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Here’s how taxpayers can avoid the hooks of phishing scams

Posted by Admin Posted on Dec 23 2019


Knowledge and awareness. Those two things can protect taxpayers and their family members from getting caught up in a phishing scam.

A phishing scam is often an unsolicited email or a website that looks like a legitimate site designed to trick users. The scams convince people into providing personal and financial information.  Scam emails can arrive to personal and work accounts on computers, smartphones and tablets. 

Phishing scams often use one or more of these tactics. The scammers:

  • Pose as a trusted bank, favorite retail store, government agency, or even a tax professional.
  • Tell the taxpayer there’s something wrong with their account.
  • Tell the recipient they’re in violation of a law.
  • Tell the taxpayer to open a link in email or download an attachment.
  • Send the taxpayer a familiar looking – but fake – website and ask them to log in to it.

Thieves do these to trick taxpayers into revealing account numbers and passwords. The thieves secretly download malicious software on to someone’s device to collect personal information. The criminal might also try to fool the recipient into sending money to the scammers.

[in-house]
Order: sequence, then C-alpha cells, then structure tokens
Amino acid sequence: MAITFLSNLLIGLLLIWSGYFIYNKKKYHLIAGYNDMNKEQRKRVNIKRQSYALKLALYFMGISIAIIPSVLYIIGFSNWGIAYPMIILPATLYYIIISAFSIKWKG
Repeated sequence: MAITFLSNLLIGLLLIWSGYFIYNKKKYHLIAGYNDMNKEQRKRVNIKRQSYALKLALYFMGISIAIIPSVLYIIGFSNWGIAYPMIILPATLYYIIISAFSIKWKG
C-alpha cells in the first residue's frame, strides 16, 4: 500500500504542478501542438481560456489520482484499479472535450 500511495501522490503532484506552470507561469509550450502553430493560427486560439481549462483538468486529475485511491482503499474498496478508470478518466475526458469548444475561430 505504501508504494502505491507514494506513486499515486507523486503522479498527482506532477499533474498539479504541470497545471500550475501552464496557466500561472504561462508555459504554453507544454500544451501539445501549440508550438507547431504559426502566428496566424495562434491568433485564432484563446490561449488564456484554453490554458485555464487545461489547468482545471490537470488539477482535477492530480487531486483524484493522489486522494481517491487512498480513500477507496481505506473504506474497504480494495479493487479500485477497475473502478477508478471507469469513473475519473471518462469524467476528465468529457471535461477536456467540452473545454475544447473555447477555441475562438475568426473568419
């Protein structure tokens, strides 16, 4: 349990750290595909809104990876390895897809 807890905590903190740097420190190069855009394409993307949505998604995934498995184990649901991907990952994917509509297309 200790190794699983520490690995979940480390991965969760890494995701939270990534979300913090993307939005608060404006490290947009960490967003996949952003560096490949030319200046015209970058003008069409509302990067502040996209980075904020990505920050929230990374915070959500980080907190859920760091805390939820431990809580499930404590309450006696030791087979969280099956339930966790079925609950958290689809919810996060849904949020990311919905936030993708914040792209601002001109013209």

It’s important to remember that the IRS never:

  • Calls to demand immediate payment using a specific payment method such as a prepaid debit card, iTunes gift card or wire transfer.
  • Asks a taxpayer to make a payment to a person or organization other than the U.S. Treasury.
  • Threatens to immediately bring in local police or other law-enforcement groups saying they can have the taxpayer arrested for not paying.
  • Demands taxes be paid without giving the taxpayer the opportunity to question or appeal the amount owed.

When in doubt, taxpayers can always check the status of their taxes by registering at From there, taxpayers can check their account balance for the current tax year or any previous tax year with a balance due.

Taxpayers who receive an IRS-related or tax-themed phishing email should forward it to Taxpayers can also report scam letters and phone calls to as well as the Treasury Inspector General for Tax Administration.

If you have any questions regarding Essential Business Accounting, Domestic Taxation, International Taxation, IRS Representation, U.S. Tax Implications of Real Estate Transactions or Financial Statements, please give us a call at 305-274-5811.                                   

Source: IRS   

The information provided on the LBCPA Blog is a community service for general information purposes only, and should not be used as a substitute for consultation with professional advisors who specialize in the topics covered. Please refer to your advisors for specific advice on these subjects. The information is not intended to be used, and it cannot be used, for the purposes of avoiding U.S. Federal and/or State tax laws or the tax laws of any foreign jurisdiction.

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